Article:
Mother of Bill Cosby accuser says her daughter ‘folded in on herself’ after alleged encounter with star
Bill Cosby at his sexual assault trial on June 6, 2017. (Matt Rourke / Pool)
The mother of a woman who has accused Bill Cosby of sexual assault said that her daughter was so shaken by her interaction with the entertainer that she could no longer form meaningful social bonds.
“It almost appeared like she folded in on herself,” Patrice Sewell, the mother of accuser Kelly Johnson, testified at Cosby’s trial in another case Monday. “Her self-esteem was really damaged. She lost her ability to take risks on friendships, relationships. Just being around a lot of people made her uncomfortable.”
According to Johnson, a former assistant at the William Morris Agency, Cosby provided her with a pill that temporarily knocked her unconscious and then initiated nonconsensual sexual activity with her at the Bel-Air Hotel in 1996. Sewell said that Cosby’s alleged actions would, in the subsequent years, make her daughter “anxious, depressed, sad.”
Sewell, who has a doctorate in educational administration, added that her daughter was “terrified [and] withdrew.”
See the most-read stories in Entertainment this hour »
But the defense questioned whether it was, in fact, Cosby who was responsible for Johnson’s state of mind and not conflicts at work and other personal struggles.
“You weren’t there to see what she told you was correct, right?” Angela Agrusa, the Southern California-based attorney for the entertainer, said to Sewell on cross-examination. Agrusa cited in particular tension with the late Tom Illius, Johnson’s boss and Cosby’s agent at William Morris, as a reason why she had become stressed..
Sewell waved aside the claim. “I’m here to tell what I know about what happened to my daughter,” she said..
Sewell’s testimony followed Johnson’s own remarks to the court Monday, in which she said that Cosby invited her to his hotel bungalow, where he assaulted her. “I was very afraid,” she tearfully told the court. “He was the biggest celebrity in the world at the time. And it was just me. It was just me.”
Cosby is on trial in a Montgomery County courthouse here on three counts of aggravated indecent assault stemming from a 2004 sexual encounter with former Temple University employee Andrea Constand that the prosecution says was not consensual. Prosecutors called Johnson as a witness to demonstrate that Cosby had a pattern of behavior he followed in assaulting women that helps prove his guilt in the Constand case. Cosby is not on trial for any alleged incidents with Johnson.
Meanwhile, a lawyer who represented William Morris when Johnson brought a workers’ compensation suit against the agency, said he found her similarly distraught when she recounted the alleged Cosby Bel-Air incident to him.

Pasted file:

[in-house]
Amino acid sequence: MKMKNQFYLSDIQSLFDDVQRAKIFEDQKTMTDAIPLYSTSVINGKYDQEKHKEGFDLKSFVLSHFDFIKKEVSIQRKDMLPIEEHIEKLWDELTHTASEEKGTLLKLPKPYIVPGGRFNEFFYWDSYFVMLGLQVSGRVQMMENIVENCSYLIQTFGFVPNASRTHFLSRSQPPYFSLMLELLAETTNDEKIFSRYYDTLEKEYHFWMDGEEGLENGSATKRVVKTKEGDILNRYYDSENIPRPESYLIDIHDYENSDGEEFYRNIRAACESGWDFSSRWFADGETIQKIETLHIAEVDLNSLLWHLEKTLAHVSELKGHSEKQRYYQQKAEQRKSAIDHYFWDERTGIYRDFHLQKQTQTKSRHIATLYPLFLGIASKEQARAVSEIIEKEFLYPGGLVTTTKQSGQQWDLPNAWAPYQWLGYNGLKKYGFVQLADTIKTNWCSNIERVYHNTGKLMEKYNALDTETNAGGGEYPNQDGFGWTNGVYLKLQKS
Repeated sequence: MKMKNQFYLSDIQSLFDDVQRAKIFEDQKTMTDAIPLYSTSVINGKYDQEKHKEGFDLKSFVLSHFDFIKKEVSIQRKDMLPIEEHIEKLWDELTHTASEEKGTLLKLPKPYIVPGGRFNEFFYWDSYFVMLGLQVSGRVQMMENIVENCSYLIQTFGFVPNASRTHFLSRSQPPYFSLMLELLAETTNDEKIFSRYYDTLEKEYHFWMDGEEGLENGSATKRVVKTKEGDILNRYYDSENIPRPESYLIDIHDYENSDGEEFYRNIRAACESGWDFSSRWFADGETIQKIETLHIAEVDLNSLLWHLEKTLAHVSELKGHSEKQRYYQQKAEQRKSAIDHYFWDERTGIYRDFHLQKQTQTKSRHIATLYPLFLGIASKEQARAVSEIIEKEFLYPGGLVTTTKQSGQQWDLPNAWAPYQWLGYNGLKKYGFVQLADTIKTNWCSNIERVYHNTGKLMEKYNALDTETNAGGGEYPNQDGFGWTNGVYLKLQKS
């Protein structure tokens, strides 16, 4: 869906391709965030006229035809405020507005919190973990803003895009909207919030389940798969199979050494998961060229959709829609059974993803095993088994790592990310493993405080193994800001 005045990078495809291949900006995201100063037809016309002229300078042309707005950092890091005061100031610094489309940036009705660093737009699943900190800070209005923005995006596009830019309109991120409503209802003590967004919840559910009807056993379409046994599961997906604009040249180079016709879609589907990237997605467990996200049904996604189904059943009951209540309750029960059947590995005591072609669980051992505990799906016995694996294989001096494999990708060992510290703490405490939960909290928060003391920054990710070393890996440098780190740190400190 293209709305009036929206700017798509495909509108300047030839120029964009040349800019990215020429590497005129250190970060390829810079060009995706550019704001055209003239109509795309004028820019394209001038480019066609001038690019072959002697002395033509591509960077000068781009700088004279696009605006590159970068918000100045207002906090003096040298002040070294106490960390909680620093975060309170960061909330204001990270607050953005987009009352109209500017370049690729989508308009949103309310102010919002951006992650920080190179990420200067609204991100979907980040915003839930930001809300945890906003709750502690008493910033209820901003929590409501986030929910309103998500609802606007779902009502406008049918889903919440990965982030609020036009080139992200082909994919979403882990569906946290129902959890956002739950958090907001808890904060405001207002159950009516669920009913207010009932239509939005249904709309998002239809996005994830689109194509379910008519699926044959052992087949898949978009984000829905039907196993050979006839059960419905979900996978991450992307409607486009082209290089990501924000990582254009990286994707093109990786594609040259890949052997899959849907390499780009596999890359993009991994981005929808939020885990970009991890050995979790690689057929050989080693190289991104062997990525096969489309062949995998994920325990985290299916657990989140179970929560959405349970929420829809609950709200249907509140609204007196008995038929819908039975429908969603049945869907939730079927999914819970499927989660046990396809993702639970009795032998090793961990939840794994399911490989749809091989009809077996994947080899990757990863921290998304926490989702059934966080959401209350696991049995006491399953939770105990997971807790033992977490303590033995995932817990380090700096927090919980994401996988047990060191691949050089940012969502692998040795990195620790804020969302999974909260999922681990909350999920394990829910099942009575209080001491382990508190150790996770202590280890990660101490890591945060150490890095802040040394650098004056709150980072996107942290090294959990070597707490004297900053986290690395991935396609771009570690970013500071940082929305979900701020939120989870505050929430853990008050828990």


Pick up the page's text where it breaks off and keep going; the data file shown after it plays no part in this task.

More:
“I remember she cried several times during the deposition,” said the attorney, Joseph Miller, as he recalled Johnson telling him about Cosby exposing himself and seeking to have her pleasure him. The agency reached a settlement with Johnson when she was dismissed after the alleged encounter, paying her about $10,000 for stress-related reasons, Miller said.
Brian McMonagle, Cosby’s lead defense attorney, suggested as he cross-examined Miller that Illius was a primary factor in her distress, a similar line of attack that the defense took with Sewell. The defense scored a bigger victory, though, when Miller testified that the Bel-Air incident, as Johnson explained it to him during the deposition, occurred in 1990. Johnson testified that it happened in 1996.
As the second day of the Cosby trial unfolded, the state witnesses were intended to corroborate Johnson’s testimony. The prosecution hopes to bolster her credibility and convince the jury of a Cosby pattern. The defense is eager to erode Johnson’s credibility and her account of a Cosby assault.
The defense received a boost when the Canadian detective who initially investigated Constand’s claim in January 2005 took the stand following Miller.
The detective, David Mason from Constand’s native Ontario, said she told him that she had gone out to dinner with Cosby and a few friends in the Philadelphia area the night of the incident, a narrative that supports the defense’s claim that Cosby and Constand had been friendly or romantic before they ended up at his home.
Mason also noted that Constand had said Cosby called the pills he gave her “purple pills.” When she took them, Mason testified, "She said they made her incapacitated; her legs felt like jelly." He described her behavior as she told him about the alleged incident as “nervous, maybe a little embarrassed.”
The day in court is later expected to yield an expert witness on toxicology, with Constand herself likely to testify later in the week.
Cosby did not have a former co-star at his side Tuesday making a show of support as he did Monday, when “The Cosby Show” star Keshia Knight Pulliam entered the courtroom with him.
Still, the proceedings were not without a “Cosby Show” personality. Lili Bernard, a Cosby accuser who appeared in the last season of the NBC series, sat in the courtroom as Johnson’s state of mind was recounted from the stand. Bernard held flowers symbolizing victims’ rights and wore a “We Stand With Truth” badge.
As Bill Cosby trial begins, an O.J. Simpson-like constellation of race, celebrity, power and gender converges
How the breakout of ‘Wonder Woman’ did–and didn’t–play in Gal Gadot’s native Israel
Even before the train killings, Portland was embroiled in conflicts over hate and racism